Memories out of Season

Memories Out of Season

May 18, 2017

To honor the mountain's dramatic eruption thirty-seven years ago
on May 18, 1980, Cowlitz County's local newspaper, The Daily News,
ran a quiz testing its readers' knowledge of the event with thirty-seven questions.

The quiz appeared on page 4, the answers at the top,
followed immediately below by the questions.

I got all thirty-seven right!




I fly the flag at half mast. What does it say about my country that half of the voters chose a loud, ignorant, crude boor and con man for president? (That was a rhetorical question. I don't want to know the answer.)

For me, this is worse than 9/11. As terrible as that event was, it brought us together as a people. It was George W. Bush's finest moment--and let's face it, he didn't have all that many.

No, to come close to the sense of grief and desolation I am today feeling, I would need to go back to when I was a high school freshman on November 22, 1963.

It's not that such a person as Donald J. Trump will be President of the United States (that's bad), but that so many Americans would elect such a man. I grieve for my nation. I have lost faith in my fellow citizens.








May 26, 2016


Eighteen years ago today my father went up to the lake for the last time.

We were told he died quickly. Heart attack. Nothing could be done.


Of course. Suddenly my world was without a father--How strange was that? A new emptiness opening in my soul.

And yet, when considering the alternatives, it was a good death,
especially for a man who took joy in the simple pleasures,
who made no great demands on life,
content to see what each day offered,
who managed to have no Big Dramas--
except World War II and me. (Father, forgive me.)

It seemed fitting that he would depart this life quietly, quickly,
doing what he loved,
and much loved.




October 25, 2015

Lazy afternoon,

sprawled on my bed with book and window open,

listening to the syncopated rhythms of the rain,





wandering through mind-drifts of memories...

              of the farm at Barwon Downs,

              of hiking up Mt. Takao in autumn,

              of planting the chestnut with Dad,

while listening to the rain, reading.





August 4, 2015



 Oddly perhaps, this woodland scene reminded me of living in Tokyo.

 Like most apartments at that time (the 1980s) my "aparto" did not have a shower or bathtub, so each evening I would go to the community bathhouse, called a "sento," where,
like this tanager, I would bathe and emerge clean, if a bit ruffled, before my neighbors.


Once I overcame my Western discomfort at being naked in a foreign language--the discomfort lasting maybe all of ten minutes--I was able to relax and settle into the wet, steamy ambiance and naked neighborly camaraderie of the bathhouse.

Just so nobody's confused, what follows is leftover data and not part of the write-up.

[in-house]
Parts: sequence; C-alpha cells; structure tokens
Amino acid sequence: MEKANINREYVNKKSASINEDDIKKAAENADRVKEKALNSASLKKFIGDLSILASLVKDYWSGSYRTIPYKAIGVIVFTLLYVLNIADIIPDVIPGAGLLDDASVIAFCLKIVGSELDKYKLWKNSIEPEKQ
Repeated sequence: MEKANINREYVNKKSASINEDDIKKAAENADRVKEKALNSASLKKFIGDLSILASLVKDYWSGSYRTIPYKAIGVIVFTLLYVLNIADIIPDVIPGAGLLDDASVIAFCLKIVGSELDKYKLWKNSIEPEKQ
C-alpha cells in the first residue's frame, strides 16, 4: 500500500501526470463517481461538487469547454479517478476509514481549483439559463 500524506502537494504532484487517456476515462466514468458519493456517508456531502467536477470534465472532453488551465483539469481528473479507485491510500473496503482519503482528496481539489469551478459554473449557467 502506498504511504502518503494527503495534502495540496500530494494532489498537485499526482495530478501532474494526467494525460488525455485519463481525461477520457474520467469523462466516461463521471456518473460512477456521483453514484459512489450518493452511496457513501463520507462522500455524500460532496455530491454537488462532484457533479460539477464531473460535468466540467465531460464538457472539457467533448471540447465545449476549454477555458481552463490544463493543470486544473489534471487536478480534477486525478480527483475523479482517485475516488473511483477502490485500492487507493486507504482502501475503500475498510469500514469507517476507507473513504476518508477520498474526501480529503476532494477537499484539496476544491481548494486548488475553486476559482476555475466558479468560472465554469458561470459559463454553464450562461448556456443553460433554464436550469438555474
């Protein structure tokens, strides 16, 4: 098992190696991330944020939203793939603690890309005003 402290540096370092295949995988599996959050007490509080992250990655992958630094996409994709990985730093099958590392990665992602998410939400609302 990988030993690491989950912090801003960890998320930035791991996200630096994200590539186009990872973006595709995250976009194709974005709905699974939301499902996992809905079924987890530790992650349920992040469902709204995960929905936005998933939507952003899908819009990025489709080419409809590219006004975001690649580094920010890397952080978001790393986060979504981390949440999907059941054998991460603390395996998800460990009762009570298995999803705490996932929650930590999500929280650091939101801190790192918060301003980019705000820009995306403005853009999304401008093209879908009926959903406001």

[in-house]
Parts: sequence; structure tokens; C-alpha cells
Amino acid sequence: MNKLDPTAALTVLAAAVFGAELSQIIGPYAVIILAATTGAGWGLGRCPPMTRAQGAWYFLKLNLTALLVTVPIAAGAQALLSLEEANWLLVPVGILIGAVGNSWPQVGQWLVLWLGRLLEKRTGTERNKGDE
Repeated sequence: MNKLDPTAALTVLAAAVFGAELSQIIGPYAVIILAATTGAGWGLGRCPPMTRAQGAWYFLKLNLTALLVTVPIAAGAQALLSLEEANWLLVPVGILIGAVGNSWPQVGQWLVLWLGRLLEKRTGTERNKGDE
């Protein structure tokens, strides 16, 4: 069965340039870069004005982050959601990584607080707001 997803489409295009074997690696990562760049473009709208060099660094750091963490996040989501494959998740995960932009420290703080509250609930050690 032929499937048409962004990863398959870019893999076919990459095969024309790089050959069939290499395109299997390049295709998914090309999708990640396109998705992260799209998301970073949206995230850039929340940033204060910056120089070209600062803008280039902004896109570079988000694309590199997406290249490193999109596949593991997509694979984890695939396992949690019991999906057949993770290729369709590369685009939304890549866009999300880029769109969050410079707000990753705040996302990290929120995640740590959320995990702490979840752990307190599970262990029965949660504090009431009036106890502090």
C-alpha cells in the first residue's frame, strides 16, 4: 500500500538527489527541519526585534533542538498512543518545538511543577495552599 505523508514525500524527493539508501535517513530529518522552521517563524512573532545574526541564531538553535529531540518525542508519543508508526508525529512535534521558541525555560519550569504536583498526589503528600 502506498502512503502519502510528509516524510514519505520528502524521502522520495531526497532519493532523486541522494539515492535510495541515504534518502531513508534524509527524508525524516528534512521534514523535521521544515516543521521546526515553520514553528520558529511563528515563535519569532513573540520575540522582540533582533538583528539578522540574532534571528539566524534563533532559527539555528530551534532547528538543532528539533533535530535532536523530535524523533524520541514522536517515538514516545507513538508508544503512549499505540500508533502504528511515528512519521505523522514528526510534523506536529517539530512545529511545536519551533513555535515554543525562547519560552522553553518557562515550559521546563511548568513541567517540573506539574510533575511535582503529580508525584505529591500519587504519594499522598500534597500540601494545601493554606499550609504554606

You left your shoes outside, along with dozens of other pairs at the entrance, and entered the bathhouse, males through the door on the right, females through the door on the left. One needn't worry that one's shoes would be stolen. This was Japan. I left my apartment unlocked for the same reason. Why bother?


One stepped into a warm, immaculately clean locker room. Beyond the glass doors was the bathing area, rows of faucets along the walls where one washed, shampooed, and rinsed thoroughly before relaxing in one of several large baths. The baths were set at different temperatures, the mildest being slightly below scalding.


Here each night I observed Shakespeare's Seven Ages of Man: ancient, withered little o-jisans (“O-honorable grandfathers”), the middle-aged husbands and the young men and the teenage boys just coming into their hair, down to the youngest boys and infants, who the fathers would sometimes bring with them, giving their wives a break.


Here, too, one found the happy tipsy giggly little Salarymen (office workers) stumbling back to their neighborhoods after an evening of eating, drinking and making merry with their male colleagues. Felicitously intoxicated, they’d shed their dark blue suits and careen around the slippery area, catching up with their neighbors on the day's news or sports or local gossip as they soaped and soaked together.


Some were eager to practice their night school English on me--"Ah, goot evenink, Mr. A'ran. How-are-you? I-am-fine. Shank you"--which frequently was the extent of our conversations. Still, more of a conversation than I could manage in their language. All were courteous and friendly, and, though a gaijin (foreigner,) I always felt welcomed and accepted as part of the neighborhood.


In time, this custom of bathing with one's neighbors struck me as eminently civilized and sensible, and years later I would warmly recall these experiences in Tales of Tokyo, and build the sensual ambiance and camaraderie of the Japanese bathhouse into the community life of my utopian novel (yet to be published.)